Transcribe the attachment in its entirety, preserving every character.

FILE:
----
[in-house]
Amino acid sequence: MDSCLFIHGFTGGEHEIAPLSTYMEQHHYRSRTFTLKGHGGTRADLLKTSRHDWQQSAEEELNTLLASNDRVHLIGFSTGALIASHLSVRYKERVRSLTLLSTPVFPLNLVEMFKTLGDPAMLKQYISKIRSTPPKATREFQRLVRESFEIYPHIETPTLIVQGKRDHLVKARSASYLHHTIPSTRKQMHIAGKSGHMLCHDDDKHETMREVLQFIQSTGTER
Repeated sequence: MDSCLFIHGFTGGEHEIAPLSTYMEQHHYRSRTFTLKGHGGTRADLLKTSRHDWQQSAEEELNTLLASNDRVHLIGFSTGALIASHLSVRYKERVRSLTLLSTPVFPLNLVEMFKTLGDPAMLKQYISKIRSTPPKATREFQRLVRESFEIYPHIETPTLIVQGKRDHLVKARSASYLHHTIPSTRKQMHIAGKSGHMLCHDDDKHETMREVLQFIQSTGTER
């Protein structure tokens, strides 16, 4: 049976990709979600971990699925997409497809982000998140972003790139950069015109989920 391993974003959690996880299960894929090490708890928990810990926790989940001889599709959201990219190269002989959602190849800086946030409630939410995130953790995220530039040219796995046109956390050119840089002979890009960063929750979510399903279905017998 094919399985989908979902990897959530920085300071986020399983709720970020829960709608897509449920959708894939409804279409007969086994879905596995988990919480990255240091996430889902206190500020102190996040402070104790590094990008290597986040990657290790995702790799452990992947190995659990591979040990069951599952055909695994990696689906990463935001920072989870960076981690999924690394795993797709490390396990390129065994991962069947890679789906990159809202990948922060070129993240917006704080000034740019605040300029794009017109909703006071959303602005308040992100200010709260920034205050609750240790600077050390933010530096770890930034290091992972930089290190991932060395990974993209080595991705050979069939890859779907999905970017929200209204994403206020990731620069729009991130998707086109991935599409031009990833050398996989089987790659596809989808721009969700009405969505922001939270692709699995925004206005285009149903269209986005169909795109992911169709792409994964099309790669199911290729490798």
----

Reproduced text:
[in-house]
Amino acid sequence: MDSCLFIHGFTGGEHEIAPLSTYMEQHHYRSRTFTLKGHGGTRADLLKTSRHDWQQSAEEELNTLLASNDRVHLIGFSTGALIASHLSVRYKERVRSLTLLSTPVFPLNLVEMFKTLGDPAMLKQYISKIRSTPPKATREFQRLVRESFEIYPHIETPTLIVQGKRDHLVKARSASYLHHTIPSTRKQMHIAGKSGHMLCHDDDKHETMREVLQFIQSTGTER
Repeated sequence: MDSCLFIHGFTGGEHEIAPLSTYMEQHHYRSRTFTLKGHGGTRADLLKTSRHDWQQSAEEELNTLLASNDRVHLIGFSTGALIASHLSVRYKERVRSLTLLSTPVFPLNLVEMFKTLGDPAMLKQYISKIRSTPPKATREFQRLVRESFEIYPHIETPTLIVQGKRDHLVKARSASYLHHTIPSTRKQMHIAGKSGHMLCHDDDKHETMREVLQFIQSTGTER
């Protein structure tokens, strides 16, 4: 049976990709979600971990699925997409497809982000998140972003790139950069015109989920 391993974003959690996880299960894929090490708890928990810990926790989940001889599709959201990219190269002989959602190849800086946030409630939410995130953790995220530039040219796995046109956390050119840089002979890009960063929750979510399903279905017998 094919399985989908979902990897959530920085300071986020399983709720970020829960709608897509449920959708894939409804279409007969086994879905596995988990919480990255240091996430889902206190500020102190996040402070104790590094990008290597986040990657290790995702790799452990992947190995659990591979040990069951599952055909695994990696689906990463935001920072989870960076981690999924690394795993797709490390396990390129065994991962069947890679789906990159809202990948922060070129993240917006704080000034740019605040300029794009017109909703006071959303602005308040992100200010709260920034205050609750240790600077050390933010530096770890930034290091992972930089290190991932060395990974993209080595991705050979069939890859779907999905970017929200209204994403206020990731620069729009991130998707086109991935599409031009990833050398996989089987790659596809989808721009969700009405969505922001939270692709699995925004206005285009149903269209986005169909795109992911169709792409994964099309790669199911290729490798």